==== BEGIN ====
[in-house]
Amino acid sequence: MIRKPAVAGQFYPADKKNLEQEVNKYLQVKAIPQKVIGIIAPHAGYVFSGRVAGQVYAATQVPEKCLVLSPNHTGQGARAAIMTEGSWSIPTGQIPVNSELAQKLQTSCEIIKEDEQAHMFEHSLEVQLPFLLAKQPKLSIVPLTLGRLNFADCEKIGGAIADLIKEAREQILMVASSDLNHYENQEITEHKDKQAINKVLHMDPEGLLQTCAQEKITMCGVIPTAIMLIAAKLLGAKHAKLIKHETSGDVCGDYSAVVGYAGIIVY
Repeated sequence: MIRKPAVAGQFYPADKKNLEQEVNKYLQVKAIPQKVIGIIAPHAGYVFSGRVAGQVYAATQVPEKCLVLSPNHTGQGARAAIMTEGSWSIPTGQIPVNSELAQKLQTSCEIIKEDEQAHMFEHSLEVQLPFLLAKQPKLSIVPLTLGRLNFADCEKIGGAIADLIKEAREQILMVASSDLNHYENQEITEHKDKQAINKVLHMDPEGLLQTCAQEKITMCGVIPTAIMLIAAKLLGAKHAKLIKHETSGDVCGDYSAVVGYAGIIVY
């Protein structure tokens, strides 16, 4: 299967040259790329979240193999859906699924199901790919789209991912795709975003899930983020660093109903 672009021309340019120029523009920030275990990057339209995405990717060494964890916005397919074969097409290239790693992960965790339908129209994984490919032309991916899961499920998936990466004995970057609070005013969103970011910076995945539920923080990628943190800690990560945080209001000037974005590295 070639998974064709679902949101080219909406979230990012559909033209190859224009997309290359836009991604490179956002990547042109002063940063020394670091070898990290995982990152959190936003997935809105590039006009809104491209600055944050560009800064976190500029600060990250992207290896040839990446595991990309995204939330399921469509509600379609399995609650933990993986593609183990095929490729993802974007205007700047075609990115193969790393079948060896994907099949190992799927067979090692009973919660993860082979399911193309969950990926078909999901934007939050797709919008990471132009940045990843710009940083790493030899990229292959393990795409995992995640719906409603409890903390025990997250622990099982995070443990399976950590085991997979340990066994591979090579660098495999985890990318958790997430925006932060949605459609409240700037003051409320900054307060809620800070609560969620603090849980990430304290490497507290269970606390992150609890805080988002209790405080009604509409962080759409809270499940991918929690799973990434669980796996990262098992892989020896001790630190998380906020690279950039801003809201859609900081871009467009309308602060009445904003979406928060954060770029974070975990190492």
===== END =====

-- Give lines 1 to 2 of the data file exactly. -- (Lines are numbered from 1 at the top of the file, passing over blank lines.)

[in-house]
Amino acid sequence: MIRKPAVAGQFYPADKKNLEQEVNKYLQVKAIPQKVIGIIAPHAGYVFSGRVAGQVYAATQVPEKCLVLSPNHTGQGARAAIMTEGSWSIPTGQIPVNSELAQKLQTSCEIIKEDEQAHMFEHSLEVQLPFLLAKQPKLSIVPLTLGRLNFADCEKIGGAIADLIKEAREQILMVASSDLNHYENQEITEHKDKQAINKVLHMDPEGLLQTCAQEKITMCGVIPTAIMLIAAKLLGAKHAKLIKHETSGDVCGDYSAVVGYAGIIVY